On the other hand, government will also reduce expenditure by GH¢664m to make up for the GH¢1.4 billion deficit.
Minister for Finance and Economic Planning, Ken Ofori-Atta said these measures, among others, are to ensure the government meets its fiscal deficit target of 4.5% of GDP.
He announced various measures yesterday during the presentation of the mid-year budget review to guarantee increased revenue and improve efficiency in public spending to ensure the achievement of fiscal targets.
The Minister disclosed that the government was set to separate the Health Insurance Fund Levy (NHIL) and the Ghana Education Trust Fund (GETFund) component from the Value Added Tax (VAT).
Both the Health Insurance Fund and the GETFund levies will continue to be 2.5% each while the applicable VAT rate is 12.5%.
This comes amid the growing concern about financial challenges facing the National Health Insurance Scheme (NHIS).
The GETFund also has a bearing on the infrastructure needs of senior high schools amid the increased intake brought on by the Free SHS policy.
Ofori-Atta said, “Studies have indicated that current revenue sources do not guarantee the sustainability of the NHIS given that enrolment to the Scheme has increased over the years. The GETFund is also inadequate in the face of an expanding student population and need for additional infrastructure.”
Ofori-Atta stated that government is, therefore, consolidating contributions to the Health Insurance Fund Levy and the GETFund portion of the VAT into separate health and education levies.
“This will enable the government isolate and increase the budget for health and education,” the Finance Minister said.
Levy on luxury vehicles
Government is set to introduce a new levy on vehicles with engine capacities of 3.0 litres and above.
This imposition of the new levy will be known as a luxury vehicle tax.
The levy, according to government, will be paid on first registration and subsequently during annual renewal.
“Government proposes to introduce a luxury vehicle levy on vehicles with engine capacities of 3.0 litres and above. The levy will be paid on first registration and subsequently at annual renewal,” he said.
35% Personal Income Tax for GH¢10,000 salary earners
The Personal Income Tax is also to include an additional band of GH¢10,000 and above per month at a rate of 35%.
The Finance Minister announced that a new band rate needs to be added to Ghana’s current five band graduated income tax rate for individuals.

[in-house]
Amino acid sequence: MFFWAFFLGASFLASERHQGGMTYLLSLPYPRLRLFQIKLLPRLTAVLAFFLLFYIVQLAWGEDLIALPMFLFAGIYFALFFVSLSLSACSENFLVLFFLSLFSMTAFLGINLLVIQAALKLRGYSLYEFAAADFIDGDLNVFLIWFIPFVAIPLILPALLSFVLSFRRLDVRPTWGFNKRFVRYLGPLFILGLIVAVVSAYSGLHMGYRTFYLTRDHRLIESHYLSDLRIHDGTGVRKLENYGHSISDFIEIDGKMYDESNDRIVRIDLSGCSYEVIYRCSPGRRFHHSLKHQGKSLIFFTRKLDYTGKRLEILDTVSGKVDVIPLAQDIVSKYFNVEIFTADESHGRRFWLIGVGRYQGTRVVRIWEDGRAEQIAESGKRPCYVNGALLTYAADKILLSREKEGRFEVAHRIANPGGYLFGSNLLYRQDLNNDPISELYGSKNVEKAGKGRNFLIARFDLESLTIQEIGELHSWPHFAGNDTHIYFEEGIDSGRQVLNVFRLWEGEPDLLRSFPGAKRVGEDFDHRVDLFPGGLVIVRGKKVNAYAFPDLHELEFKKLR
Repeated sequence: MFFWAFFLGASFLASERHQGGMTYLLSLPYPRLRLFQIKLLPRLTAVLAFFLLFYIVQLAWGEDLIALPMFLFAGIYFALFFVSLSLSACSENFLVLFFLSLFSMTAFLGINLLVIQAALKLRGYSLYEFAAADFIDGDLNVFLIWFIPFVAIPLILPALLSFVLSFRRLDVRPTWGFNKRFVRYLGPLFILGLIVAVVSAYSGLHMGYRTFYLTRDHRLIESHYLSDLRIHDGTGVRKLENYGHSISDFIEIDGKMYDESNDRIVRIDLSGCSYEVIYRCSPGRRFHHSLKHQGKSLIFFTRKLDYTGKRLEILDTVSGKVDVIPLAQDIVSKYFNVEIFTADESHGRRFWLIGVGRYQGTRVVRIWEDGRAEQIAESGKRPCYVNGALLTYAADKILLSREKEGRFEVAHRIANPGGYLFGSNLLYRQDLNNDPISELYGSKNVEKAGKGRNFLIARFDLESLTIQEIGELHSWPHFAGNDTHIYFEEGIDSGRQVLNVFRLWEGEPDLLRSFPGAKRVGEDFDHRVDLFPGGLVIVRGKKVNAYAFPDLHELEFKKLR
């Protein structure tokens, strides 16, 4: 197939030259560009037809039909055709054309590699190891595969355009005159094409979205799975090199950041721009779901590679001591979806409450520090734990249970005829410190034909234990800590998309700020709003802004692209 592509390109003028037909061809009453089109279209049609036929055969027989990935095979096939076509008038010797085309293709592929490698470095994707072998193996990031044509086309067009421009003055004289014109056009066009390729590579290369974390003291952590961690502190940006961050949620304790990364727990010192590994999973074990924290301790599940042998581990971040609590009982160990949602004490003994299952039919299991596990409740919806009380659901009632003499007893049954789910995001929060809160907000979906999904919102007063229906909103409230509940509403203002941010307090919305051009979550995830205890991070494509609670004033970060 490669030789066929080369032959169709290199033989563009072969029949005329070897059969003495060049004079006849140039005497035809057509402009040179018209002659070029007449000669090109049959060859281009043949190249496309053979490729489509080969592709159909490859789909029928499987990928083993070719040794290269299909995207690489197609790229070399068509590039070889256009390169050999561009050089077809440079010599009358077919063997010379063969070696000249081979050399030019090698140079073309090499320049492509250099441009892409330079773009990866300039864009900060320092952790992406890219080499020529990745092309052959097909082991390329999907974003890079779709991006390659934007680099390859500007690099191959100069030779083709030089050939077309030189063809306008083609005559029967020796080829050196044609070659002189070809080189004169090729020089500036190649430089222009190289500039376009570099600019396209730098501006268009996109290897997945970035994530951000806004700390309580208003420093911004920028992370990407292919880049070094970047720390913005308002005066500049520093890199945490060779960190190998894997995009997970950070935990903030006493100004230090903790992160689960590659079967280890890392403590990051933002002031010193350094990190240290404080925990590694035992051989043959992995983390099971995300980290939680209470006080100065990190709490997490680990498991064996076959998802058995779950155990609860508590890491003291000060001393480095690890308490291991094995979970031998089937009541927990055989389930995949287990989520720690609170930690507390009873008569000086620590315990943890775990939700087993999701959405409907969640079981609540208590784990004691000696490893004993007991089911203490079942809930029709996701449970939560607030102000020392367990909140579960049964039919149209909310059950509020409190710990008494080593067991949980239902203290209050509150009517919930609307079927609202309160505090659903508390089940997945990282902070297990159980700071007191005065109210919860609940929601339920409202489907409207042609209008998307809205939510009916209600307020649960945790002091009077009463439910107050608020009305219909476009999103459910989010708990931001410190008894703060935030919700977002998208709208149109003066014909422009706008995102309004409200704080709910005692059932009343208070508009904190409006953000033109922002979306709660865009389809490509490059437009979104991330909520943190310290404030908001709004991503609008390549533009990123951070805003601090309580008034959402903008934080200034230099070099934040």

By this, the government has reclassified workers considered high-income earners.
According to the Finance Minister, the new high-net-worth income tax is needed to make the rates charged in the country more equitable.
This, he also added, was in line with best practice around the world.
He said as part of efforts to improve revenue performance, the government would strengthen tax compliance and plug the necessary revenue leakages.
“We are intensifying compliance measures to make sure we collect the taxes that are due us,” he said.
He mentioned that the government was also rolling out some initiatives to address tax compliance issues, adding that, “These initiatives would include prosecution of tax invaders and corrupt tax officials, a special Vat Attack Force to ensure enforcement and deepen VAT penetration from the current low levels of 11%, and institutionalised reforms of the Ghana Revenue Authority.”
Ofori-Atta said government was determined to widen the tax net and to make it fairer, simpler and convenient for citizens to meet the obligation of contributing towards national development.
“To ensure that government achieves the 2018 revenue targets, we have brought a number of reforms and measures into the tax regime. These initiatives will improve the efficiency of our tax administration, reduce costs and enhance taxpayer services,” he stated.
On tax compliance, the Finance Minister said as part of efforts to improve revenue performance, they would intensify tax compliance and plug existing revenue leakages.
“Investigations we have undertaken show inbound leakages on goods arriving in the country, significant outstanding tax debts, suspense regimes in the area of warehousing, transit trade, and free zones, and tax audit issues such as limited coverage, low auditor productivity, and low audit yields.
“We are rolling out major initiatives to address these tax compliance issues. These initiatives will include prosecutions of tax evaders and corrupt tax officials, a special VAT Attack Force to ensure enforcement and deepen VAT penetration from the current low levels of 11% and institutional reforms at GRA,” he added.
He said tax compliance would also be boosted by the implementation of the Common Platform for Communications Traffic Monitoring, revenue assurance, mobile money monitoring, and fraud management.
Ofori-Atta said the common platform would provide government with an accurate and comprehensive view of telecom revenues in order to verify tax compliance and to ensure the comprehensive billing and collection of all telecom-related taxes, levies, and regulatory fees.
Transfer-mispricing and tax evasion
He noted that several billions of cedis were lost every year due to transfer-mispricing and tax evasion, which led to a lower than expected tax-to-GDP ratio.
Audits of local and multinationals
The government, he said, will commission audits of local and multinational enterprises in mining, oil and gas, telecommunications services, transfer pricing and high-net-worth individuals to address transfer-mispricing and other forms of tax evasion.